Packing is something that gets more and more difficult as the size and weight limits go down and airlines start charging for every bag you check. On a recent trip to Africa, we had to limit our checked bags to 35lbs, but we were going to be traveling for six weeks. So in this post I am going to share some packing tips, some maybe familiar to you and some may not.
I think everybody knows what type of clothes to bring for a trip but more often than not most people over-pack. If you get home from a vacation and you find that you have not worn more than 75% of what you packed than you are an over-packer and just carried 25% of the weight of your suitcase on vacation for nothing.
So my first tip on packing is to really evaluate what you need and look for articles of clothing that have dual purposes, long pants that can be zipped off to make short pants or a blouse that can be used with multiple pants or a skirts.
Layout everything that you think you want in your suitcase a day or two early than try to remove articles of clothing as you evaluate what you need. If you are going somewhere where it maybe or will be cold, layer your clothing. Rather than taking a large bulky jacket, take a sweater and a lighter jacket.
As you pack your suitcase, roll your clothes, rolling your clothes will make them compact and will reduce wrinkles. If you have pressed clothes, fold them with the dry cleaning plastic on them, also a tip to prevent wrinkles. Bring a packet or two of individual laundry soap. In a pinch you can wash a article of clothing in your bathroom sink, ring it out inside a towel and let it drip dry. This is really good for reducing the number of undergarments you need.
Always carry a change or two of clothing and “must have” toiletries on your carry-on bag. If the airline loses your bag, you will be thrilled that you have them. An airline lost our bags one time and it was three days before we got them back.
On any trip but certainly international trips you should consider the following:
A small flashlight – (I like the Mag Lights because they are small but powerful). I have always felt that when you need a flashlight, you need it NOW. These lights can be carried on a carry-on, in a purse, in a backpack or even in your pocket but are powerful enough to light up a dark room or a path.
Multiple pens – I think you should spread pens throughout your luggage. Like the flashlight, when you need a pen, you need a pen NOW. Also our ball point pens are a luxury in some countries, other countries pens tend to break, leak or stop writing. They can be a nice thank you to a clerk, salesperson, waiter, etc.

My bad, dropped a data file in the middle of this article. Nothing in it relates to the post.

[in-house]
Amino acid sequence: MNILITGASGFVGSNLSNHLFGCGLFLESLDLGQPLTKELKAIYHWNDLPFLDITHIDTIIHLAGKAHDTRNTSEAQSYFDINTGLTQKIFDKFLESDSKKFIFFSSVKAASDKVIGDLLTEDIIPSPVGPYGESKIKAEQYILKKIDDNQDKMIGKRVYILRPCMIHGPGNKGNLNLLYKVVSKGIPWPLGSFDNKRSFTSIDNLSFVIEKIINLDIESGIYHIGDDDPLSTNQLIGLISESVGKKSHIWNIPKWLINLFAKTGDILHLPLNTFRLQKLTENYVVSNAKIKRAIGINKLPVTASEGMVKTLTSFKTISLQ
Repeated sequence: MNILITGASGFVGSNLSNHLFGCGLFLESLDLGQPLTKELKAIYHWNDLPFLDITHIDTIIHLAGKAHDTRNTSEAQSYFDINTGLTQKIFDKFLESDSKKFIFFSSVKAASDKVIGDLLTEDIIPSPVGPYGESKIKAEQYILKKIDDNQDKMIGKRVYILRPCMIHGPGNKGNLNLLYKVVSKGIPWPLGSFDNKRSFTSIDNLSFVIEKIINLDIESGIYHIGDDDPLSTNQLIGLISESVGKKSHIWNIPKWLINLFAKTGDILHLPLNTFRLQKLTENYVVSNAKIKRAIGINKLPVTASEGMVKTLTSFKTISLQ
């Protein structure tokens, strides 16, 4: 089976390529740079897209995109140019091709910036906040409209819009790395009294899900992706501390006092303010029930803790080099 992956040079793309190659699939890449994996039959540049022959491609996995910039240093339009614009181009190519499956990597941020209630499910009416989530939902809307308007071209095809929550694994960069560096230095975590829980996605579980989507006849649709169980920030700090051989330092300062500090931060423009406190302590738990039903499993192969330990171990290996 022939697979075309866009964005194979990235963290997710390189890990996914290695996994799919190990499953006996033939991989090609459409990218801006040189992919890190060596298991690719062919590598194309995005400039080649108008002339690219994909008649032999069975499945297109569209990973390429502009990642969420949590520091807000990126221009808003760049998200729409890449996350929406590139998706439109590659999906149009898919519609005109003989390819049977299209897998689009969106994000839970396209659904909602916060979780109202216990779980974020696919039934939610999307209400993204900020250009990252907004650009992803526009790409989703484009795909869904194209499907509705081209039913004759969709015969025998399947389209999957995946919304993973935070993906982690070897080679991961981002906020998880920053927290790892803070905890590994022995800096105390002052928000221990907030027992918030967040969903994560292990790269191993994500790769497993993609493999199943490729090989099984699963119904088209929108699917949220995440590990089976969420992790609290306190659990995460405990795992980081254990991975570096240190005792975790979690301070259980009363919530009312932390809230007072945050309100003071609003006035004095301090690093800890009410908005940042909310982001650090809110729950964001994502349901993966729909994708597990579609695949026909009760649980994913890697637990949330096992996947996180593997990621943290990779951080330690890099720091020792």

Plastic bags – Always carry a small roll of 1gal plastic zip lock bags. Why? Refer to 1 & 2, when you need it you need it NOW. Something is leaking, something is wet that you have to put in your luggage, something is broken and you want to save the pieces, you want to collect something and keep them together, you have a kid who is about to throw up or you just walked into the airport and realized that you have some liquids in your purse or carry-on.
Money – Do not carry travelers checks, they are difficult to cash and are a general pain in the a**. Carry enough cash to get food, airport expenditures and for your first couple of hours in country and a little extra, then rely on a debit card that has international access (Interlink, Plus, Star) for additional funds. Why? You will get the best exchange rate because you are going directly through your bank, if someone steals your bank card they don’t have your PIN number so it is not like they stole all your cash, and bank teller machines are everywhere, yes even in developing countries. You also have a better record of when and where you spent your cash.
Medical supplies – Antibiotic, Aspirin (along with another pain reliever), Band-Aids, anti-diarrhea, laxative, Benadryl, sleeping pills. Why?
- Antibiotic – When you get sick in a foreign country usually trying to get non-emergency medical help as a tourist is a nightmare. Most sickness is caused by bacteria (if it is caused by a virus there is nothing you can do about it anyway) and the net result of going to a doctor is going to be that they will give you an antibiotic anyway.
- Aspirin is important because besides being a pain reliever it could be a life saver if you have a heart attack in a foreign country.
- The anti-diarrheal and laxative are self explanatory.
- Benadryl – Can be used for sinus problems or can also be a life saver if someone has an allergic reaction to something.
- Sleeping pills (optional) – when you get a room in a loud spot or on a long flight, these can be lifesavers too.
While in many foreign countries I will step into a pharmacy because most foreign countries do not have the restrictions that the US has and you can find perscription drugs for a much lower cost and no perscription required.